Who out there does not feel inspired by all the acts of heroism displayed during the shooting spree in Tucson, Arizona, perpetrated on the American citizens in a shopping center parking lot?

Amidst this horrendous tragedy we all condemn, many inspirational acts of heroism came out of this unspeakable horror. During such times of tragedy, most of us look to God, our Creator, for strength of Spirit to understand and help us through these trying times. On the other hand, as Americans, we also look to other human beings for comfort, and words of hope, to help us through and past the emotional and mental feelings we experience at such times. Despite the fact we live far away from the actual tragedy, we internalize the grief of others, living in an era of instant pictures with on-the-spot reporters, which brings the happenings right into our own living rooms.

Additionally, we as Americans have something so ingrained in us, to look to elected officials in general and a President in particular, for words of wisdom, and hope and Truth, during times of great tragedy. I’m not sure where this expectation comes from, but most likely early childhood, schooling, and our history. Not the least of which is in recalling such memorable speeches by a President such as the Gettysburg Address by President Lincoln. Whatever the reason, we expect words of wisdom when a President speaks in times of great tragedy, for inspiration, to get through and past.

With reference to the Tucson tragedy, which happened 5 days ago, last night the President of the United States flew to Arizona, and spoke to a very large crowd there. Today listening to news reports, plus many written responses to his speech, a mixed bag pro and con. But no shortage of opinions either way. Accordingly, I join the list and express my opinion.

For openers I thought it strange when the Indian man dressed in native garb, opened the ceremony, with an Indian prayer mentioning snakes and beasts of the land. As a Christian nation, I was rather taken aback, when there was no Christian minister, nor Catholic priest, nor Jewish rabbi on the podium, to speak at the opening ceremony. And had not really gotten over the shock of the silent prayer meeting on the steps at the Capitol, where a large crowd gathered on a very cold day, and there was no religious leader of the Christian faith there, to lead in prayer. Just the President and wife appearing and standing before the crowd and said nothing. To me quite surreal.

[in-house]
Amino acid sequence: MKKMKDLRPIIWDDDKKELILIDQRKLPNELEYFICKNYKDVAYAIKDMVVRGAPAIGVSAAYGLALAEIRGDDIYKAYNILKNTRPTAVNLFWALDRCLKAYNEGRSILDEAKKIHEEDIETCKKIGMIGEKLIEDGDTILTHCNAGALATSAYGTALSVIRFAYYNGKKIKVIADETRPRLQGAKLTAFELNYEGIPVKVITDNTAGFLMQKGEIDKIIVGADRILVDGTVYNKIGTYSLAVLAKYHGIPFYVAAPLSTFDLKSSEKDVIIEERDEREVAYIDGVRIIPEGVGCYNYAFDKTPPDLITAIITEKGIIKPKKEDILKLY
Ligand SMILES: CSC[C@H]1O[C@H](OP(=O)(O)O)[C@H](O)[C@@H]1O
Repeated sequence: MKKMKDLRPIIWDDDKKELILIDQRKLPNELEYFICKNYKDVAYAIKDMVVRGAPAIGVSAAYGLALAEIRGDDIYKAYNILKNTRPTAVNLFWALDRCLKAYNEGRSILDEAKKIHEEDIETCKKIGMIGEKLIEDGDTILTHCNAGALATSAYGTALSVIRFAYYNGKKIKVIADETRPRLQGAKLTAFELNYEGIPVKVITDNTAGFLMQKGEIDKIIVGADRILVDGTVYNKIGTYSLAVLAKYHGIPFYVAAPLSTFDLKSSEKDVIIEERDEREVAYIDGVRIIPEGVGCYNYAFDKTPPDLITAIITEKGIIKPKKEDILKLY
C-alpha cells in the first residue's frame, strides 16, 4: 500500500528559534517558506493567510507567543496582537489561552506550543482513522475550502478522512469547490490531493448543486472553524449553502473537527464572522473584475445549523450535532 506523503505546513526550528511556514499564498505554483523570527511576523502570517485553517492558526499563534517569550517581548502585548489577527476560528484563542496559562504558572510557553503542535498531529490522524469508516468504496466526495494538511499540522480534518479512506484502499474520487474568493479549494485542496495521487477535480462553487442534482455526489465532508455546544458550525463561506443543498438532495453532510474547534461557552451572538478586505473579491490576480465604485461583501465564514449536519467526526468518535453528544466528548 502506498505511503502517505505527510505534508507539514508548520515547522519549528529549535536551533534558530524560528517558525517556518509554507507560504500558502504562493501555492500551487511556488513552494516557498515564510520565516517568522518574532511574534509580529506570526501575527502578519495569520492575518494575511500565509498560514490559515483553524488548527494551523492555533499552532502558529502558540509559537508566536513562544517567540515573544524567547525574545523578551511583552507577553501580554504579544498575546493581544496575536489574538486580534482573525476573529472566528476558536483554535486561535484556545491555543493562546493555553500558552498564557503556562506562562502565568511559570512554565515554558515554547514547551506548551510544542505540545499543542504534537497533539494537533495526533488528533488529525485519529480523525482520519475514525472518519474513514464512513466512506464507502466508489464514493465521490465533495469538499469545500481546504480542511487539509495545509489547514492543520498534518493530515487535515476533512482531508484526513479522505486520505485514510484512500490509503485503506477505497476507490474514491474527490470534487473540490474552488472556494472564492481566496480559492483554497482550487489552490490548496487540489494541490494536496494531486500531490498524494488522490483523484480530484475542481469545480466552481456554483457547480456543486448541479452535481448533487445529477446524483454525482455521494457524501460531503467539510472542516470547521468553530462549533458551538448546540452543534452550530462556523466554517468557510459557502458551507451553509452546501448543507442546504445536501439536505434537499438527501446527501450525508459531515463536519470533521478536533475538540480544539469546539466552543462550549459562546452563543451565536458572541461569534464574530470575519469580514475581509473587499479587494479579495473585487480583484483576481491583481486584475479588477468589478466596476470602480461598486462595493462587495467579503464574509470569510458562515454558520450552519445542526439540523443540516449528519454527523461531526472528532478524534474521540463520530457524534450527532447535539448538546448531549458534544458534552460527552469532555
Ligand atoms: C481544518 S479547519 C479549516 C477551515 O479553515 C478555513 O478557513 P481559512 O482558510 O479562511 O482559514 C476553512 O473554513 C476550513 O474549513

I don’t know about others, but I for one couldn’t help but reflect on the President’s campaign speech to Transform America and reminded we have already been so transformed, no Christian prayers at important gatherings, not even the Lord’s Prayer, spoken. Which has been the Tradition here in America.

We all know Presidential speeches are usually written by someone else, and usually delivered as a “canned” speech, except some, like Reagan, according to reports, wrote his own speeches.

I thought President Obama’s speech came across with a very staccato tone, interrupted frequently with a lot of yelling and loud noises, which sounded like a college pep-rally meeting, rather than a memorial service for a grieving community. Rather than extending solemn words of hope and inspiration, coming from him, he seemed to be receiving inspiration to talk from the deeds of heroism from those attending, as he articulated and recognized each one.

For me there was no extemporaneous feeling of inspiration emanating from the President, but more closely aligned to a campaign speech, with all the inappropriate cheering, which kept interrupting in a campaign mode.

I thought his descriptions of the little nine-year-old girl who died as a result of the shooter was proper and fitting.